Tue Oct 1-All Wrong?

Jesus the Prophet Sermon Series graphic

Amos 5:18-24 (CEB)

Doom to those who desire the day of the Lord!
        Why do you want the day of the Lord?
It is darkness, not light;
    as if someone fled from a lion,
        and was met by a bear;
    or sought refuge in a house,
        rested a hand against the wall,
        and was bitten by a snake.
Isn’t the day of the Lord darkness, not light;
        all dark with no brightness in it?

I hate, I reject your festivals;
    I don’t enjoy your joyous assemblies.
If you bring me your entirely burned offerings and gifts of food—
        I won’t be pleased;
    I won’t even look at your offerings of well-fed animals.
Take away the noise of your songs;
        I won’t listen to the melody of your harps.
But let justice roll down like waters,
        and righteousness like an ever-flowing stream.


Everyone loves the last part of this passage (“But let justice roll down like waters…”) and forgets about the first part! You can’t blame people for that. It’s just too difficult. “It’s as if someone fled a lion and ran into a bear…” is hardly a way to attract anyone to faith.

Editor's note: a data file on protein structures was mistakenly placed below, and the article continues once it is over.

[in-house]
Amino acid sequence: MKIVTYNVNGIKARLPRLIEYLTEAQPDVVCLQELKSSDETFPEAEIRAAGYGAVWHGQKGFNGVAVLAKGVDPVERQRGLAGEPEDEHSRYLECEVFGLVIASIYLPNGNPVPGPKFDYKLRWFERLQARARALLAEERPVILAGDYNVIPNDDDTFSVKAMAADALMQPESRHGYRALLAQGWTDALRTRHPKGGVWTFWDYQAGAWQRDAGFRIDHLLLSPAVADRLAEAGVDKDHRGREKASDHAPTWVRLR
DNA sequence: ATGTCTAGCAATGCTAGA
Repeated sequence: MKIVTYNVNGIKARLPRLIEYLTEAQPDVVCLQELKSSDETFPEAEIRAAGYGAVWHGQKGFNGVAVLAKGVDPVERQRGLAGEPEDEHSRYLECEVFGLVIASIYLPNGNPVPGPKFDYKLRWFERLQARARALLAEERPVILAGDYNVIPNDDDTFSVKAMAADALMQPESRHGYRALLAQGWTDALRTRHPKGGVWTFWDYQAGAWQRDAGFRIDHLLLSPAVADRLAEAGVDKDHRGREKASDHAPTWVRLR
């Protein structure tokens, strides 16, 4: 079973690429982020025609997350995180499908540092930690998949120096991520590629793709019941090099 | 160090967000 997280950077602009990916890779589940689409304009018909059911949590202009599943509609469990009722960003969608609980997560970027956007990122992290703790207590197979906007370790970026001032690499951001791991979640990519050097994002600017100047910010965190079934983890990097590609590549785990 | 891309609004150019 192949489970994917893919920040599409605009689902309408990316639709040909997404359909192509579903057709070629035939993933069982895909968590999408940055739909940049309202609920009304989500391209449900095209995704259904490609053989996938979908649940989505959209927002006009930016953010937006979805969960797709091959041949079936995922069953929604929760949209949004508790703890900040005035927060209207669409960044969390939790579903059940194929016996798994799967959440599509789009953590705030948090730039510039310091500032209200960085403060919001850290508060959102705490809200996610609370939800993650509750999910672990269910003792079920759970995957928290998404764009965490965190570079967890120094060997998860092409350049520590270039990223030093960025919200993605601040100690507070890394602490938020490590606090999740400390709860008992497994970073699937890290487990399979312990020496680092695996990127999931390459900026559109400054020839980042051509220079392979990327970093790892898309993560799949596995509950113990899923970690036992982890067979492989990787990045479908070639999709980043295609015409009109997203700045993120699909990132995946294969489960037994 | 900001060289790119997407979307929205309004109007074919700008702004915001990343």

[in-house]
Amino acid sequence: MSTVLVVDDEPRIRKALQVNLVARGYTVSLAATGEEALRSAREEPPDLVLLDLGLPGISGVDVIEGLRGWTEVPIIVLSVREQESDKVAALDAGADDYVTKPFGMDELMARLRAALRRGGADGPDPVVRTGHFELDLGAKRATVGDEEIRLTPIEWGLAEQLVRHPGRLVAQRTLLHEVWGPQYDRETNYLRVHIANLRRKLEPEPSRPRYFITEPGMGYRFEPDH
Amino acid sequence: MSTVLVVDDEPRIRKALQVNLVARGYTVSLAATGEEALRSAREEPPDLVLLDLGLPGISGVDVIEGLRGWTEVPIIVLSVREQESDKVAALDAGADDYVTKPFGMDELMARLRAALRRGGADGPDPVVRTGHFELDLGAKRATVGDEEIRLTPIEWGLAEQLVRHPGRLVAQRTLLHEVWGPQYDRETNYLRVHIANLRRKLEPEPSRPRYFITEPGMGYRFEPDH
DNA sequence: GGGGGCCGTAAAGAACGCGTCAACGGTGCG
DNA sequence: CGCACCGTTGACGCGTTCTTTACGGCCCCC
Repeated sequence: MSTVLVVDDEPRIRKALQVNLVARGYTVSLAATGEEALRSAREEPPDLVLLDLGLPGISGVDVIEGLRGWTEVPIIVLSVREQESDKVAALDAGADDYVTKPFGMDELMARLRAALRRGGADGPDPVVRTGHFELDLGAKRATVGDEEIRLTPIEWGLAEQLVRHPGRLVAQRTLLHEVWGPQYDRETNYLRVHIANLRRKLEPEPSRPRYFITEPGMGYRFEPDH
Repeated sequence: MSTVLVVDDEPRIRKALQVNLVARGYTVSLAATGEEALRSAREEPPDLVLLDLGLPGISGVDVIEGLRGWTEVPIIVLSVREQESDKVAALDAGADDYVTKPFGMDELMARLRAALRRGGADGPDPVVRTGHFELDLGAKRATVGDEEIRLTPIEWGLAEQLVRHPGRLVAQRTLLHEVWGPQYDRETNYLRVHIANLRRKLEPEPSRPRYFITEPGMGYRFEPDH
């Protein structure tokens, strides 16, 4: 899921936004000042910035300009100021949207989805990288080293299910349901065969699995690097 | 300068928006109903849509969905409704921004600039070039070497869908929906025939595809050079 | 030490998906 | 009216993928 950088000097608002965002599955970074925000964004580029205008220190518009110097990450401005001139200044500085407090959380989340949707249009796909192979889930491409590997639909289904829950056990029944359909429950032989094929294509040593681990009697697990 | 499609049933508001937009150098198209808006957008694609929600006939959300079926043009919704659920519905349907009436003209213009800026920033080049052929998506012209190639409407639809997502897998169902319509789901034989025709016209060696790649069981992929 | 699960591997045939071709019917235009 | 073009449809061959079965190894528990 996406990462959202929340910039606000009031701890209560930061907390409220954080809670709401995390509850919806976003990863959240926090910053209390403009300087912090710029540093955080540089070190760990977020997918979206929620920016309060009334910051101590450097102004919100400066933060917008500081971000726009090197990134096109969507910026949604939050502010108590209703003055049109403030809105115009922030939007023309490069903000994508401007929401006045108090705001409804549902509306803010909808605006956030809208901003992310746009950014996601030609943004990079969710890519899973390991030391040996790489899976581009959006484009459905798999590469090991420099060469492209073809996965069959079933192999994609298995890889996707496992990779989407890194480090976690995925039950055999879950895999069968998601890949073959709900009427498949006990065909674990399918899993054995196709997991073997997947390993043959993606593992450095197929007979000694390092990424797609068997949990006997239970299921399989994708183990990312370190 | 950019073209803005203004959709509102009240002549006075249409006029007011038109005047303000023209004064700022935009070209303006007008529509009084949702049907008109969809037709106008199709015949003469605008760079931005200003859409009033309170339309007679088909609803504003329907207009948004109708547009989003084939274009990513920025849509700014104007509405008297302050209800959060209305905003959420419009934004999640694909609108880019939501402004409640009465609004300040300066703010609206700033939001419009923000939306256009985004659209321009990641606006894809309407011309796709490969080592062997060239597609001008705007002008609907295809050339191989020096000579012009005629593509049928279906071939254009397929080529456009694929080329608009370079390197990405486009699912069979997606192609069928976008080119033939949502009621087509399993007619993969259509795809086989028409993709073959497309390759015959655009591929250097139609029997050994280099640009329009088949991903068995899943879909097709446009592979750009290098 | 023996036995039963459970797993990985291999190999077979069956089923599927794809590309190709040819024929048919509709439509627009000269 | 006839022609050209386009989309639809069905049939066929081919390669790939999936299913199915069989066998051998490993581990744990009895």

At its core, this text is about religious hypocrisy, a recurring theme for many of the prophets, right up to Jesus (check out Matthew 23). Amos’ message here is that everyone wants to see the day of the Lord’s coming, thinking it will be great and glorious. But when it comes, they will be surprised because they’ve been preparing for it all wrong.

Many people are busily practicing religion, thinking that’s what God requires. But God is not content with saying the right prayers, singing the right songs or attending the ‘right’ church. All these things are a means to an end, never an end in themselves. Instead our Creator wants to know whether we are caring for our neighbors, whether we are standing up for the poor, whether we are living lives of integrity. These are the real questions for people of faith.

For Pondering & Prayer

What do you think is the difference between “practicing religion” and “living a faithful life”? Does one lead to the other? Does either exclude the other?

How are you doing with the things mentioned above: caring for your neighbors, standing up for the poor, living a life of integrity? Where are you falling short?

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